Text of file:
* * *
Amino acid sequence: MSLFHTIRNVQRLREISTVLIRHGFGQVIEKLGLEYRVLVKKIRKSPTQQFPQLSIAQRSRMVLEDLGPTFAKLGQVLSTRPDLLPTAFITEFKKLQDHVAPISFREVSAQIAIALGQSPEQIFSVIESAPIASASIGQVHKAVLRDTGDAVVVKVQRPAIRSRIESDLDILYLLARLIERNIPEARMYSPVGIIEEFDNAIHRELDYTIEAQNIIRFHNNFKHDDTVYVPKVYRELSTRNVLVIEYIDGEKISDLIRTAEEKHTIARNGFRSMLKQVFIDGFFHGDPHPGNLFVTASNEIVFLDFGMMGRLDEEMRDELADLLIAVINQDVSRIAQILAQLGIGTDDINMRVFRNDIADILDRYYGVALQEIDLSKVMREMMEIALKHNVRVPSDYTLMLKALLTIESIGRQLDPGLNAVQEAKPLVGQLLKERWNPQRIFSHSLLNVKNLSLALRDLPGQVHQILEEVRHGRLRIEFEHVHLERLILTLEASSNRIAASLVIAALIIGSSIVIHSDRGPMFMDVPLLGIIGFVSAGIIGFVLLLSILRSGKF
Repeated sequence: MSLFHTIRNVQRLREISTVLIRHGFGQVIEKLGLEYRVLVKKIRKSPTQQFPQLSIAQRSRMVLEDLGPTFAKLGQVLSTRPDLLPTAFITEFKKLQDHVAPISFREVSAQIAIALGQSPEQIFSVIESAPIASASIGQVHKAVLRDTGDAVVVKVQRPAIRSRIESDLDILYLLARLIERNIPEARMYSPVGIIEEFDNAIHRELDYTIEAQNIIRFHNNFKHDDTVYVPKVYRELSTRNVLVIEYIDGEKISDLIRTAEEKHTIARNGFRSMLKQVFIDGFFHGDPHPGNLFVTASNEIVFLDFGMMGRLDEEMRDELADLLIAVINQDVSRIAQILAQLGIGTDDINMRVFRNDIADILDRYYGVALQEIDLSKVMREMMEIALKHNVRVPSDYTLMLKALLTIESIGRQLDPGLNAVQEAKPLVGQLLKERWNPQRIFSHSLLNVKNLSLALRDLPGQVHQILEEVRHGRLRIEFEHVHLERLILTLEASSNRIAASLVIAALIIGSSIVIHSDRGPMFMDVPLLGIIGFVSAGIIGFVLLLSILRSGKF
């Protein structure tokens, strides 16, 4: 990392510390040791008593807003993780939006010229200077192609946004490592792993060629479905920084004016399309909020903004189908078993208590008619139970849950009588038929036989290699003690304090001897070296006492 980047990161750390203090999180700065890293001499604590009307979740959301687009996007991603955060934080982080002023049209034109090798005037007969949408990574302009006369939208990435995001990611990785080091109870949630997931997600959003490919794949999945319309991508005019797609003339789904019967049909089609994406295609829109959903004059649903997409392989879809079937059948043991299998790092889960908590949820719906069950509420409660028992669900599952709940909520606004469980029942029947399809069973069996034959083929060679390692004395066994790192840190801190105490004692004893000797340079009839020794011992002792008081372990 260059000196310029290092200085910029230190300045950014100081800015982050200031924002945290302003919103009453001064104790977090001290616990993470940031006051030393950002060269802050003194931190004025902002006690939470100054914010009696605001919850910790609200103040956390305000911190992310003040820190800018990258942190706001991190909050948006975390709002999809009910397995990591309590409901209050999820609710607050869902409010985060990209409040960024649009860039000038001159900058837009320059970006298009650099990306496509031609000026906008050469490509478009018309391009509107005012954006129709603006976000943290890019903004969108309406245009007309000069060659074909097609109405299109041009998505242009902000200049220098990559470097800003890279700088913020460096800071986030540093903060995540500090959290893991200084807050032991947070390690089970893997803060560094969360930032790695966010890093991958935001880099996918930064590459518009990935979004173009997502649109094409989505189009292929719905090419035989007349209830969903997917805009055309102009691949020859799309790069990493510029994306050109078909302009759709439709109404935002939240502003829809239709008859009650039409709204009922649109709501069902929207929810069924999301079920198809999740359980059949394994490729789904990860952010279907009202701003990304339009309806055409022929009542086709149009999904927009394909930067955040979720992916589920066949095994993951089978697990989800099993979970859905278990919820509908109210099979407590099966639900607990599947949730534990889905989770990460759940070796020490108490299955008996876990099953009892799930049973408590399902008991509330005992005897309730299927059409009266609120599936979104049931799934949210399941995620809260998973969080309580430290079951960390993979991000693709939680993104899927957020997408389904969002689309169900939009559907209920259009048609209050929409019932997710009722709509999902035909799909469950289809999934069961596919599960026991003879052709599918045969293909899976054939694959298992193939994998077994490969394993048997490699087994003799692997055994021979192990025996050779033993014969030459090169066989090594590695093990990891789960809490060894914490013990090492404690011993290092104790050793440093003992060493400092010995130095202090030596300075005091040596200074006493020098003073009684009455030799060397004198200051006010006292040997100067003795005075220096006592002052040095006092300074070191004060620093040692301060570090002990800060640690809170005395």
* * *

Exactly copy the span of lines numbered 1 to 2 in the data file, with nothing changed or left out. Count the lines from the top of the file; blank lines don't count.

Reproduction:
Amino acid sequence: MSLFHTIRNVQRLREISTVLIRHGFGQVIEKLGLEYRVLVKKIRKSPTQQFPQLSIAQRSRMVLEDLGPTFAKLGQVLSTRPDLLPTAFITEFKKLQDHVAPISFREVSAQIAIALGQSPEQIFSVIESAPIASASIGQVHKAVLRDTGDAVVVKVQRPAIRSRIESDLDILYLLARLIERNIPEARMYSPVGIIEEFDNAIHRELDYTIEAQNIIRFHNNFKHDDTVYVPKVYRELSTRNVLVIEYIDGEKISDLIRTAEEKHTIARNGFRSMLKQVFIDGFFHGDPHPGNLFVTASNEIVFLDFGMMGRLDEEMRDELADLLIAVINQDVSRIAQILAQLGIGTDDINMRVFRNDIADILDRYYGVALQEIDLSKVMREMMEIALKHNVRVPSDYTLMLKALLTIESIGRQLDPGLNAVQEAKPLVGQLLKERWNPQRIFSHSLLNVKNLSLALRDLPGQVHQILEEVRHGRLRIEFEHVHLERLILTLEASSNRIAASLVIAALIIGSSIVIHSDRGPMFMDVPLLGIIGFVSAGIIGFVLLLSILRSGKF
Repeated sequence: MSLFHTIRNVQRLREISTVLIRHGFGQVIEKLGLEYRVLVKKIRKSPTQQFPQLSIAQRSRMVLEDLGPTFAKLGQVLSTRPDLLPTAFITEFKKLQDHVAPISFREVSAQIAIALGQSPEQIFSVIESAPIASASIGQVHKAVLRDTGDAVVVKVQRPAIRSRIESDLDILYLLARLIERNIPEARMYSPVGIIEEFDNAIHRELDYTIEAQNIIRFHNNFKHDDTVYVPKVYRELSTRNVLVIEYIDGEKISDLIRTAEEKHTIARNGFRSMLKQVFIDGFFHGDPHPGNLFVTASNEIVFLDFGMMGRLDEEMRDELADLLIAVINQDVSRIAQILAQLGIGTDDINMRVFRNDIADILDRYYGVALQEIDLSKVMREMMEIALKHNVRVPSDYTLMLKALLTIESIGRQLDPGLNAVQEAKPLVGQLLKERWNPQRIFSHSLLNVKNLSLALRDLPGQVHQILEEVRHGRLRIEFEHVHLERLILTLEASSNRIAASLVIAALIIGSSIVIHSDRGPMFMDVPLLGIIGFVSAGIIGFVLLLSILRSGKF